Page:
During the Communist siege of Mukden, Manchuria, the CAT airlifted in thousands of tons of food, medicine, and other essential supplies. On return trips, CAT pilots and planes ferried out noncombatants and wounded soldiers. But Mukden became a death trap for entire Nationalist armies, flown in and supplied by CAT. At one point, Chennault's crews flew as many as 50 missions a day, braving artillery fire and landing on hastily built airfields to sustain Chiang's armies. But Mukden fell to the Communists, as did Manchuria and northern China.
Thereafter, the Communists forced the Nationalists to withdraw first to Canton and finally to Taiwan. Chennault and the CAT moved with the Nationalists to Taiwan in October 1949-but not before losing, for all practical purposes, 73 of his airplanes to the Communists. Despite its losses and a subsequent battle with insolvency, Chennault's CAT weathered the squalls of adversity and continued to operate but only on a shoestring-nothing new to Chennault.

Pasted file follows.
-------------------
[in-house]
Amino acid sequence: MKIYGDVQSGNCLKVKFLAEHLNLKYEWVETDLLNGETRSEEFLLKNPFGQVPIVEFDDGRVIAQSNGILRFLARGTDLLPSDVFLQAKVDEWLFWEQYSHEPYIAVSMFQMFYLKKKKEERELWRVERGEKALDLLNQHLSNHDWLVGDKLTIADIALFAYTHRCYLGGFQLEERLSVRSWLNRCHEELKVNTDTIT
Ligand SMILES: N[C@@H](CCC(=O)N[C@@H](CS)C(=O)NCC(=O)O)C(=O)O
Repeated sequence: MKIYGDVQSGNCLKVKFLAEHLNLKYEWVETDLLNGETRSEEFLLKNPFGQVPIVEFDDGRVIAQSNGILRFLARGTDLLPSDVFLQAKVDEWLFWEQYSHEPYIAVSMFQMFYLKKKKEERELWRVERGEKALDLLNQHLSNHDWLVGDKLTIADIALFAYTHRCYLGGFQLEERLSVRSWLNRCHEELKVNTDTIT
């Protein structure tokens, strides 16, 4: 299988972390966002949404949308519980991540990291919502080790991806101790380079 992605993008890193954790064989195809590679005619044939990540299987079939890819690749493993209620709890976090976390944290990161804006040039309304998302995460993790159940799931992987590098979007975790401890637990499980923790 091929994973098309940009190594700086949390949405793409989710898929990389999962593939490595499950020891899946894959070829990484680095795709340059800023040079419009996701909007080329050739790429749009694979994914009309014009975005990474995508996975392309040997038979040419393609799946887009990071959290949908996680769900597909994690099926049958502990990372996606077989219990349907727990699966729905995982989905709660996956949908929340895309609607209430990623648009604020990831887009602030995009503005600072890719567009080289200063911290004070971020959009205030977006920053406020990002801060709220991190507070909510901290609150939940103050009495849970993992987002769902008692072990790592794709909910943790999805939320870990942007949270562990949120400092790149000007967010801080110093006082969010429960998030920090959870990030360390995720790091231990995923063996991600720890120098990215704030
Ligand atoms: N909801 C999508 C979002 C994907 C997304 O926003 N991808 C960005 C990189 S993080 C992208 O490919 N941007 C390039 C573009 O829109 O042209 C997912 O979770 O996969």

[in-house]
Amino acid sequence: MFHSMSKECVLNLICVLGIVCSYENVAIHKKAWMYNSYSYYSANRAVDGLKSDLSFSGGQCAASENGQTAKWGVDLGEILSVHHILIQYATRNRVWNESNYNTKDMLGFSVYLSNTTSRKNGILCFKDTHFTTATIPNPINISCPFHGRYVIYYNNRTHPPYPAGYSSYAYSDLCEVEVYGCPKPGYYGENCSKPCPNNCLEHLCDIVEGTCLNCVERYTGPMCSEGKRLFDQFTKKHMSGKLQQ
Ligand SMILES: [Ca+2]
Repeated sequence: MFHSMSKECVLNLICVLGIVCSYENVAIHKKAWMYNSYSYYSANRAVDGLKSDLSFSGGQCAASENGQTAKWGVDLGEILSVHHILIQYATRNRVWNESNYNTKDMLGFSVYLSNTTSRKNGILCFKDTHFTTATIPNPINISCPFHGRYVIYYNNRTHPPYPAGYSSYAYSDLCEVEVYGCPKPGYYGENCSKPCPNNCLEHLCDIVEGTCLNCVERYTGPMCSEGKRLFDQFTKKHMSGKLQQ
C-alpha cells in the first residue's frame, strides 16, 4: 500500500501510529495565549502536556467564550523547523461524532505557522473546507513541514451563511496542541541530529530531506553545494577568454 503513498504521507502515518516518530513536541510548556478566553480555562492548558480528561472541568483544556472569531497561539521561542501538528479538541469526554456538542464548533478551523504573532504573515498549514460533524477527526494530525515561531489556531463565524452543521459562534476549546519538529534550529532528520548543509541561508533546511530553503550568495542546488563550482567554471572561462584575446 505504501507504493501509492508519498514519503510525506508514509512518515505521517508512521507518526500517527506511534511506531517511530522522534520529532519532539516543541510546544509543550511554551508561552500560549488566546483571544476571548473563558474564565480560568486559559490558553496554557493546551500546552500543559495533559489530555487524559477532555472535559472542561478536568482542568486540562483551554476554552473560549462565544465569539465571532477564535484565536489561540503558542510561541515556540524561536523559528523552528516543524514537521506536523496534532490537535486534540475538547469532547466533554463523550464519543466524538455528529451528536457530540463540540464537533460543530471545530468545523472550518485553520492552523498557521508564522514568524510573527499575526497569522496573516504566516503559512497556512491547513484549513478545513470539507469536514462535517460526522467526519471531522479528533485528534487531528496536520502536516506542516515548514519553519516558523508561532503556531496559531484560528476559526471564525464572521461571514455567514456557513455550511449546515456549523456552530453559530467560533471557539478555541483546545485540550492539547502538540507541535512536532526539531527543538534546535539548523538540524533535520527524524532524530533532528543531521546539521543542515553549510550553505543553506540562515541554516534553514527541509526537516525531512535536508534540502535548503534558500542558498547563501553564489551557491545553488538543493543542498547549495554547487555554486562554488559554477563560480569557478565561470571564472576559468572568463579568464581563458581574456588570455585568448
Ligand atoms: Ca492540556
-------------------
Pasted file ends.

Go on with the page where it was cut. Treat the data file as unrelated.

When war broke out in Korea in 1950, the U. S. Central Intelligence Agency (CIA) acquired the Civil Air Transport from Chennault, Willaeur, and other stockholders. The CIA used CAT planes to fly troops and supplies in support of the United Nations. And when French troops were surrounded by Communist forces at Dien Bien Phu in French Indochina (Vietnam) in 1954, CAT pilots in Fairchild C -119 Flying Boxcars flew many flights to parachute urgently needed supplies to the beleaguered French soldiers.
On one relief flight into Dien Bien Phu, pilot James McGovern-nicknamed "Earthquake McGoon" after Al Capp's lovable villain in the comic strip Li'l Abner-and his copilot Wallace Buford, were attempting to airdrop six tons of ammunition when a shell from a Soviet-built 37-mm gun knocked out one of the engines of their twin-engine Boxcar. It began losing altitude rapidly.